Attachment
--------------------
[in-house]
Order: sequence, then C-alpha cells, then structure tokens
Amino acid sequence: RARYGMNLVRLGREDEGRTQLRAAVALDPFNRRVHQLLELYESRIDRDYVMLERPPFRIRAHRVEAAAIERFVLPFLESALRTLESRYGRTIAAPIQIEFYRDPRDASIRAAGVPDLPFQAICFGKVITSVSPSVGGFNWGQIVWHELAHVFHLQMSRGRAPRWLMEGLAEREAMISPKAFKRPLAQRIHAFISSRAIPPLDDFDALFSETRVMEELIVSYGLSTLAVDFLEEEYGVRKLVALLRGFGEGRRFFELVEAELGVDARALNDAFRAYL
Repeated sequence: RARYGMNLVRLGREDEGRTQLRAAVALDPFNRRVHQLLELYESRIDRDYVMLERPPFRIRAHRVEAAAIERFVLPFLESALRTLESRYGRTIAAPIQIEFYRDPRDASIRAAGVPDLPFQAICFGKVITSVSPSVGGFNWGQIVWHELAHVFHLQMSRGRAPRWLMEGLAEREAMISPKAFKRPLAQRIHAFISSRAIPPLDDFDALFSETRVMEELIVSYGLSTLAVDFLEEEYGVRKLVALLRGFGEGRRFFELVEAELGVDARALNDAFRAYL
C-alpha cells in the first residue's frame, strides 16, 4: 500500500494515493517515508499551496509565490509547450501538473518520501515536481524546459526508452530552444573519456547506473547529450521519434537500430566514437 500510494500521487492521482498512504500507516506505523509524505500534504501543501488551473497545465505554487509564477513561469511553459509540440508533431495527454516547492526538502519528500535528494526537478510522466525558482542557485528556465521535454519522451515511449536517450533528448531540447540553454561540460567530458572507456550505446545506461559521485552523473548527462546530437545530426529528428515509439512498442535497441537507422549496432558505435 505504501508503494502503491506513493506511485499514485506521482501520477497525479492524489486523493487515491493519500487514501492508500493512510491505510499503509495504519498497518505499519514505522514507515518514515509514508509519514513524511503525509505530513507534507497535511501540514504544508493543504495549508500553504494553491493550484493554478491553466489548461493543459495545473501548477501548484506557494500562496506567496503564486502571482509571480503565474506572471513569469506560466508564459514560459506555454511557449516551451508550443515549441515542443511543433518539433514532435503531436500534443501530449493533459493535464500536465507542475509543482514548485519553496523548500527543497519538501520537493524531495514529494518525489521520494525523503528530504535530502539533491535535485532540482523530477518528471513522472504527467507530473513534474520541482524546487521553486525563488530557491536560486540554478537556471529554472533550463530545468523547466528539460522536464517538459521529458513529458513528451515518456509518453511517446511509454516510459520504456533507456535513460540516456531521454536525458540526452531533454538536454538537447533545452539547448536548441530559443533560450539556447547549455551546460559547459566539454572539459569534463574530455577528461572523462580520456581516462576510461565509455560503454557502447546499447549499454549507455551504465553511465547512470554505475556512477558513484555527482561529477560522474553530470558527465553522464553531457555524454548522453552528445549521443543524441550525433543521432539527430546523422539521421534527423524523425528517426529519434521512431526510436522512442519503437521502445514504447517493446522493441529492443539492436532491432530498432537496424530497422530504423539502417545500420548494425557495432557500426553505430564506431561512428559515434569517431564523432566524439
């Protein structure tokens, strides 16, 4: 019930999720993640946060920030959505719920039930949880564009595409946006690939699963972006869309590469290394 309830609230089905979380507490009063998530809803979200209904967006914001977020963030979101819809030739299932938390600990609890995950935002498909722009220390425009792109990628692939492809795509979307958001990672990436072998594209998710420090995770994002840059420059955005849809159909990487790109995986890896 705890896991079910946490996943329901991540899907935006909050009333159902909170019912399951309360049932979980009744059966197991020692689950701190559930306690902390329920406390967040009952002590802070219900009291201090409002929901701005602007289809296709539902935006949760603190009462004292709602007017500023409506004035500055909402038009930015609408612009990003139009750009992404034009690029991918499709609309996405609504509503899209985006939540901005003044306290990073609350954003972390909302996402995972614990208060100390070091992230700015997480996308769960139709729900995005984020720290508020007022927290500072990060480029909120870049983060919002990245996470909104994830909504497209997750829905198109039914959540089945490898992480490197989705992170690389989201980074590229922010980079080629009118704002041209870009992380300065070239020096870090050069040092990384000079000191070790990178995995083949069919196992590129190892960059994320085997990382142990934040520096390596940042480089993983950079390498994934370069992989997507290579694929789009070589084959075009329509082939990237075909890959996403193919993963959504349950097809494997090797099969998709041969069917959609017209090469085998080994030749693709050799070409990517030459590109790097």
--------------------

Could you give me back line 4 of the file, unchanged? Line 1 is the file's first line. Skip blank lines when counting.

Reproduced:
Repeated sequence: RARYGMNLVRLGREDEGRTQLRAAVALDPFNRRVHQLLELYESRIDRDYVMLERPPFRIRAHRVEAAAIERFVLPFLESALRTLESRYGRTIAAPIQIEFYRDPRDASIRAAGVPDLPFQAICFGKVITSVSPSVGGFNWGQIVWHELAHVFHLQMSRGRAPRWLMEGLAEREAMISPKAFKRPLAQRIHAFISSRAIPPLDDFDALFSETRVMEELIVSYGLSTLAVDFLEEEYGVRKLVALLRGFGEGRRFFELVEAELGVDARALNDAFRAYL